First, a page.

Shoulder Impingement

What is shoulder impingement?

You may have gone to your osteopath, phsyio or doctor because your shoulder was causing you pain, weakness, or you had lost mobility in it. Your doctor looks and the diagnosis is shoulder impingement syndrome. At this point, your first question is what is causing my pain and restricted mobility, and your second question how can I get it better?

Basically you have a tendon in the shoulder which is pinched by overlying bone. The tendon involved is called the supraspinatus tendon, which one of four muscles known collectively as the rotator cuff. The bit of bone pinching the tendon is called the acromion.

What causes impingement syndrome?

Sometimes the acromion has a small hook downwards, which people are sometimes born with. We call this a type II or type III hooked acromion, depending on the protrusion of the hook. You can imagine it’s a little like a bone spur, except this spur has a tendency to press into the underlying tendon, hence impingement. Every time you lift your arm up to the side or you scratch your back, this hook presses into the supraspinatus tendon, and pinches causing pain.

This shoulder impingement may also be caused by some arthritis under the acromion, including small bony nobules called osteophytes. There may also be some arthritis under the acromioclavicular joint (ACJ). These rogue pieces of bone are often a little rough, and they scratch the underlying rotator cuff tendon and pinch it, inflame it, and then you get pain.

If this carries on long enough, you may end up with a calcified tendon, whereby the body is trying to protect the tendon due to all the scratching, rubbing and subsequent inflammation. Sometimes impingement can occur due to an inflamed bursa, or what we call shoulder bursitis.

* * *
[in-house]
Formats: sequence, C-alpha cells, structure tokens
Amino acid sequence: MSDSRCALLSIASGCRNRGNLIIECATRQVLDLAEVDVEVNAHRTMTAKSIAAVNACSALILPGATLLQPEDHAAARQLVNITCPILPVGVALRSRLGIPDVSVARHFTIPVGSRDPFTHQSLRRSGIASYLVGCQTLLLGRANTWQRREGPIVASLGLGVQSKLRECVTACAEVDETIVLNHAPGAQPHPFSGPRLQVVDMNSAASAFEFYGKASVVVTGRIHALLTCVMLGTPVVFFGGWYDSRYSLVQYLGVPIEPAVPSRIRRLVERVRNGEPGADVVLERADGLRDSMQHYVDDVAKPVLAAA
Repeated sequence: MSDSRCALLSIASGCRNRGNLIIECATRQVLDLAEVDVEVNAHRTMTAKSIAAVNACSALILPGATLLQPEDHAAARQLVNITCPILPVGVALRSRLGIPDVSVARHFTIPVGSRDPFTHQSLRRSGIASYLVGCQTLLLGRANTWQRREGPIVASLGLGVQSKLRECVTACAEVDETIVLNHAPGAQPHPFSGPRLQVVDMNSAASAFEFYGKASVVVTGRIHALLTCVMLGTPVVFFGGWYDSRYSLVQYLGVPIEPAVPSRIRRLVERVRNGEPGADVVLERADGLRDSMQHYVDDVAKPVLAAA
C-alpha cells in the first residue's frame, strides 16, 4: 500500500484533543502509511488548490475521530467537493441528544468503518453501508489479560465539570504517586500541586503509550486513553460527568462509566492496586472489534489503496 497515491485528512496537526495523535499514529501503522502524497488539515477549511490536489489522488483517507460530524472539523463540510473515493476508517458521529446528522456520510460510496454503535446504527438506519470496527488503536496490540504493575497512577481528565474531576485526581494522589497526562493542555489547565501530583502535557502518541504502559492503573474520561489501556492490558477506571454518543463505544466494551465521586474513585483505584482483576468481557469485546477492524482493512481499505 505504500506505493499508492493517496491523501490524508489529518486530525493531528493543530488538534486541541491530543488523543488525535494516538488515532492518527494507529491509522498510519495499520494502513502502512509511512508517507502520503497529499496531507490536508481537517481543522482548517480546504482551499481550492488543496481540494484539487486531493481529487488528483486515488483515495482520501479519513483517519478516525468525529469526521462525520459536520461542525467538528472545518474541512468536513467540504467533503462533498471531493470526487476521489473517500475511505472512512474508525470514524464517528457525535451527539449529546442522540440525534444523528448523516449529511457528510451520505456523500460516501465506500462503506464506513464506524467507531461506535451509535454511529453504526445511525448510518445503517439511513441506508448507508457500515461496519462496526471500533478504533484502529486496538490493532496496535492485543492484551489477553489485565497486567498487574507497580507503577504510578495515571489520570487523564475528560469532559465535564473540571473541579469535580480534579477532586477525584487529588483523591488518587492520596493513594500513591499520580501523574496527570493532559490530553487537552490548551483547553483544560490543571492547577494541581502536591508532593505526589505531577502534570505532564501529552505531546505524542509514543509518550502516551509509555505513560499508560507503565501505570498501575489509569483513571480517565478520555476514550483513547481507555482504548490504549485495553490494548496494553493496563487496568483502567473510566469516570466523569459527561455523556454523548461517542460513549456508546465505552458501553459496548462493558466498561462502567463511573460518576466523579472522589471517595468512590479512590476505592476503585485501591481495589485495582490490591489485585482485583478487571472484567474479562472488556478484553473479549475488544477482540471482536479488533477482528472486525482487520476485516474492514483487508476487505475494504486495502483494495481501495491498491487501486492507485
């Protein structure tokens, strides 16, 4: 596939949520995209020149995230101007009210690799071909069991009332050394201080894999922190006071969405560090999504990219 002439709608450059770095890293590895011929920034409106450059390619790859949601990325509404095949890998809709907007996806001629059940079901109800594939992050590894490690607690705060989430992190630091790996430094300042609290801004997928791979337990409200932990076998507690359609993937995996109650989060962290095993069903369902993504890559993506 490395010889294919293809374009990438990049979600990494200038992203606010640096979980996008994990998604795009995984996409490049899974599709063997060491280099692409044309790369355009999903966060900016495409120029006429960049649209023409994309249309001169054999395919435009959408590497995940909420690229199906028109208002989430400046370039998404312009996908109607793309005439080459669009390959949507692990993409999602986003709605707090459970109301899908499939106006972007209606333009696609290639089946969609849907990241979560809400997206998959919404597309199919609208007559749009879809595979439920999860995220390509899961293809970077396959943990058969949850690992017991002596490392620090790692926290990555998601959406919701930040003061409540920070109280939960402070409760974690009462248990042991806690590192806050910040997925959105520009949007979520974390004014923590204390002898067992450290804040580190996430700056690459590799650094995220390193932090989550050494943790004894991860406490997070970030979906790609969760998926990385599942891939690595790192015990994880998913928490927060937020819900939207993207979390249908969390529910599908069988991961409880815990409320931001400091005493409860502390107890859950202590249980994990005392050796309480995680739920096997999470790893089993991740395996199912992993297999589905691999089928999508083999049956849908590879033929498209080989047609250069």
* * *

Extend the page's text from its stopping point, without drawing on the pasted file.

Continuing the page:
However, if you have been diagnosed with shoulder impingement syndrome there are a few ways to attempt to resolve it. Firstly you must rest. Then depending on the exact cause of your shoulder impingement, you can use anti-inflammatory drugs, physical therapy such as osteopathy or physio, and ice packs to reduce the inflammation. There are also a number of exercises that you can do in order to strengthen the muscles and return the range of mobility which might have been lost. In rare cases, steroid injections (often limited use) or arthroscopic surgery may be necessary.

If you want to know if you are at risk people who participate in activities that require overhead movements like swimming, golf, tennis, pitching, overhead lifting, or people with rheumatoid arthritis can be at risk for this syndrome.

It is a good idea to go to your doctor, osteopath or physio as soon as you notice difficulty reaching behind your back, pain using your arm in an over the head position or weakness. Leaving this problem without treatment can result in a muscle tear. A muscle tear in the rotator cuff can make it difficult to even lift the arm. To be sure, your doctor may order an X-ray or refer you to a specialist for an MRI scan.

To understand exactly what is happening in your shoulder knowing exactly how the shoulder is set up can help, and getting to grips with the anatomy will help a lot.


Car Accidents Shoulder Pain
Ligament Damage Pain
Rotator Cuff Tear
Shoulder Bursitis
Painful Arc Syndrome
Posterior Superior Glenoid Impingement
Type II / Type III Hooked Acromion
AC / ACJ Acromioclavicular Joint Arthritis
Shoulder Osteophytes
Shoulder Tendonitis
Shoulder Impingement Exercises